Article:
Even in the state most dominated with auto culture, Californians voted for the HSR Build Option in a $9.9 billion bond measure in 2008. In 2010, Obama committed $4 billion in federal funding to California HSR and Amtrak California. In 2012, the California legislature and governor approved the start of construction. The nation also benefits from lower foreign oil consumption, less greenhouse gas emissions and less air traffic delay originating from Los Angeles, San Francisco Bay Area and surprisingly, Las Vegas.
A private party called XpressWest backed by $1.5 billion from Las Vegas casinos has acquired federal approval for a $7 billion plan to build HSR from Las Vegas in the median of I-15 Highway to Victorville. Though Nevada DOT will invest as well, the project hinges on whether it receives federal loan guarantees of $4.5 billion. XpressWest will order the same trains as California HSR and Amtrak HSR to reduce costs by volume purchase. We'll see if the funds are approved in 2013. XpressWest backers informally seek additionally federal funding to extend the route 50 miles from Victorville to Palmdale Station on the California HSR System.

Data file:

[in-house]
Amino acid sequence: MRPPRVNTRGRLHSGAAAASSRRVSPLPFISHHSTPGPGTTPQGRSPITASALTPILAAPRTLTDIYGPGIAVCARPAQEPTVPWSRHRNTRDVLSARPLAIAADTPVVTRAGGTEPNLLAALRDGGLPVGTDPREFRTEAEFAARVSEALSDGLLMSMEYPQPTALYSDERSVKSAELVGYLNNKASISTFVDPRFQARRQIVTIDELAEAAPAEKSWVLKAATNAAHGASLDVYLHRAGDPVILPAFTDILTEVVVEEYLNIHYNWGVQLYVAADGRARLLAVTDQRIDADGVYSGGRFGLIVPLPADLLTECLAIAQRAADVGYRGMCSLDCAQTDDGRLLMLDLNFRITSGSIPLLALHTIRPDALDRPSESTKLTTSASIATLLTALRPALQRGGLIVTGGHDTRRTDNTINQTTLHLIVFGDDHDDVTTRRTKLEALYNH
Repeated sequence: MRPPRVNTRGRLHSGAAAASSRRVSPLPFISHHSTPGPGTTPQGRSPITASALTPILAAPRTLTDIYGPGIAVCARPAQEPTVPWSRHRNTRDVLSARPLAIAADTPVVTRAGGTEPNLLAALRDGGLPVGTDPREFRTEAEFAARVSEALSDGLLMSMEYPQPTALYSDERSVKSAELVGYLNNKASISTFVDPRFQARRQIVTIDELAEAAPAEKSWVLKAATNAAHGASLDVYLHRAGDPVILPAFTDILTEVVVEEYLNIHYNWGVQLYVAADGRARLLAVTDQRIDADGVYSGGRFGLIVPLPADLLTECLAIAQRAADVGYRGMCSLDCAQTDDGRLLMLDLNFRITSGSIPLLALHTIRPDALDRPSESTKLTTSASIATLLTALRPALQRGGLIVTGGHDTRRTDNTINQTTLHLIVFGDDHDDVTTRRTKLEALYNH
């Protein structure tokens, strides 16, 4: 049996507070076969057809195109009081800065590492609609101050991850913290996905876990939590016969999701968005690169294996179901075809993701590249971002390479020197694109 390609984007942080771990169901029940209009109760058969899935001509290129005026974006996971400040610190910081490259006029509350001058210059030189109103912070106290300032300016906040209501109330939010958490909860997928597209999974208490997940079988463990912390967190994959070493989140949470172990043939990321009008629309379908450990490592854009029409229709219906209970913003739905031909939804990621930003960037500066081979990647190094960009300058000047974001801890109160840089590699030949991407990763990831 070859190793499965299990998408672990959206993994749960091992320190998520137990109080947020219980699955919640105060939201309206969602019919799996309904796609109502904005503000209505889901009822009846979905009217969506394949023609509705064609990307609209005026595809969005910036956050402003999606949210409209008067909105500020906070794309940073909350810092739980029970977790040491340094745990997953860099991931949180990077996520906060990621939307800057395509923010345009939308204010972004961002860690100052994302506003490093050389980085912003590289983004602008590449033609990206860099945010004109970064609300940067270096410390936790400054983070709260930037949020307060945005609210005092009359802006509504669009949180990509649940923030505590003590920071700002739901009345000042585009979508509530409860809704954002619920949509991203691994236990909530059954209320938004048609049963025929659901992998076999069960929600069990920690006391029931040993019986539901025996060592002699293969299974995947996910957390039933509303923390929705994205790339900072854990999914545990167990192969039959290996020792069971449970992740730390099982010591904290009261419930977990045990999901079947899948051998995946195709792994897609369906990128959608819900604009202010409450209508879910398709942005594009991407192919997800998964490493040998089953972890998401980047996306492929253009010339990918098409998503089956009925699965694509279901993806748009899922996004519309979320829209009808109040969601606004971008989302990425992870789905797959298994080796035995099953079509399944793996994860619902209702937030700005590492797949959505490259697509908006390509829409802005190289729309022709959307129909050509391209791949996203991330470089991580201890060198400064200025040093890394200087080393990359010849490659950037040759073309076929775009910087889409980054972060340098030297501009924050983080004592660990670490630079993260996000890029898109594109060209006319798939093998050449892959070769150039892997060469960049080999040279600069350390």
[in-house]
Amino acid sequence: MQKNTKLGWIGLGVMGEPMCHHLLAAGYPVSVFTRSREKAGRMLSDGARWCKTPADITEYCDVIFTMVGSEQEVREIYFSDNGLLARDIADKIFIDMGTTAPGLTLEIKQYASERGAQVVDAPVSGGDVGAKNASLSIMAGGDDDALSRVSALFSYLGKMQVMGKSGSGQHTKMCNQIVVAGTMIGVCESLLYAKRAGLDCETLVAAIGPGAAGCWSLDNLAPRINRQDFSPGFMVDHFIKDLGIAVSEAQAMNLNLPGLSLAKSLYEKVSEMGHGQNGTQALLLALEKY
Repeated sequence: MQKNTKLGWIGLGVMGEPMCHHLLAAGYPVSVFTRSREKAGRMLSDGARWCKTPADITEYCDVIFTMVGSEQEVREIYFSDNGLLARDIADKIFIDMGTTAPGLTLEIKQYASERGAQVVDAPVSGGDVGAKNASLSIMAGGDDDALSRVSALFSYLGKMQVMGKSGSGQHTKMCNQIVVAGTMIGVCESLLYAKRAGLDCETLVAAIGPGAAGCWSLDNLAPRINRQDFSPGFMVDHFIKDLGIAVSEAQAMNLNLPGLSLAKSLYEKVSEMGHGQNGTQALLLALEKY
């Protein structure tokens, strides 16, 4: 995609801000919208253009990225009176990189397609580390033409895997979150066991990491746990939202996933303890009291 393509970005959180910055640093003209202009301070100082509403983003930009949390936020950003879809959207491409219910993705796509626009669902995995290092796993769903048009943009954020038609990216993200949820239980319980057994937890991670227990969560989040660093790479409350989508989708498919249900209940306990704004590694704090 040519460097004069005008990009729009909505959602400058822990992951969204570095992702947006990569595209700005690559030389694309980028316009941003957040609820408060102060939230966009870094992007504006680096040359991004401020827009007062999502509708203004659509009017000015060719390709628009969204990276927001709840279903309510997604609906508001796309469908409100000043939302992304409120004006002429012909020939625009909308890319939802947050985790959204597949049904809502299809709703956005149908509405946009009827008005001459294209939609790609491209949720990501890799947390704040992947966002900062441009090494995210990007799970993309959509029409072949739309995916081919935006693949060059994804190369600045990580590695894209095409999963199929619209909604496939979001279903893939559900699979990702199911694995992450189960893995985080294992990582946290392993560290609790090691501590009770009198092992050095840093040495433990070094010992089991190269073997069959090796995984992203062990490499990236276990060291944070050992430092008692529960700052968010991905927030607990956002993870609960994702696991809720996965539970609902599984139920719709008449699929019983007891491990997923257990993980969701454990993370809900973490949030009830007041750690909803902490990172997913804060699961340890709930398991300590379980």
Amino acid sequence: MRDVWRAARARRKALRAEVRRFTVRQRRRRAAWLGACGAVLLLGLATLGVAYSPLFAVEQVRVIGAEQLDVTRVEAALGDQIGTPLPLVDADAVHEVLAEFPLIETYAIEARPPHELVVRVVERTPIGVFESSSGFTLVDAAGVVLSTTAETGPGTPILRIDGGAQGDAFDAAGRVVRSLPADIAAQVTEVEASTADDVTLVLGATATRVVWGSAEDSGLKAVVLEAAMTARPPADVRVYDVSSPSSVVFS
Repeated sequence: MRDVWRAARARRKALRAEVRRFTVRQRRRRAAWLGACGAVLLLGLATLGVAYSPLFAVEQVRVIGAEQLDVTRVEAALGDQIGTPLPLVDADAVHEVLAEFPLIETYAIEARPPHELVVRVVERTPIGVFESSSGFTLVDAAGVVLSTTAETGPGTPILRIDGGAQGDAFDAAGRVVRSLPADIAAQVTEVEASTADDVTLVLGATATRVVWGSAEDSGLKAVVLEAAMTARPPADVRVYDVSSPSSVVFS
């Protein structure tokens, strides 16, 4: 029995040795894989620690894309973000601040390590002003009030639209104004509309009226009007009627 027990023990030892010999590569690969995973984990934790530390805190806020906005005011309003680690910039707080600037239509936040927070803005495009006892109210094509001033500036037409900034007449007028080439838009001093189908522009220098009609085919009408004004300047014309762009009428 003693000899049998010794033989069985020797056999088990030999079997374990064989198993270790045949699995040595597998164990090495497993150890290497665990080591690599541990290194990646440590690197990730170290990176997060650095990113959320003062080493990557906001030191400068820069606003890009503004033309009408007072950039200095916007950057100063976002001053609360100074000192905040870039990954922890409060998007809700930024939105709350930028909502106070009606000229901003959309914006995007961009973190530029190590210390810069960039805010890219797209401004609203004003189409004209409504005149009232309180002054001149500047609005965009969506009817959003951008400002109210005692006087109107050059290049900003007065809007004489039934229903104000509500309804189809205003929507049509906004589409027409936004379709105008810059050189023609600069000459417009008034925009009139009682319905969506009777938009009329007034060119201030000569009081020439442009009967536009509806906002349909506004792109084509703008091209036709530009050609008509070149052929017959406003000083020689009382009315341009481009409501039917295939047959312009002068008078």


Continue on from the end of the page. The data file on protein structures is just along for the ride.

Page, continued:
By law, all California HSR bond money must be used towards the designated California HSR route. But since XpressWest will remove cars from congested California freeways and reduce freeway maintenance costs, California DOT is supportive of XpressWest in ways detached from the HSR bond money. Metrolink commuter rail agency, which owns tracks between the existing Palmdale Station and Los Angeles Union Station, is also a supporter of XpressWest.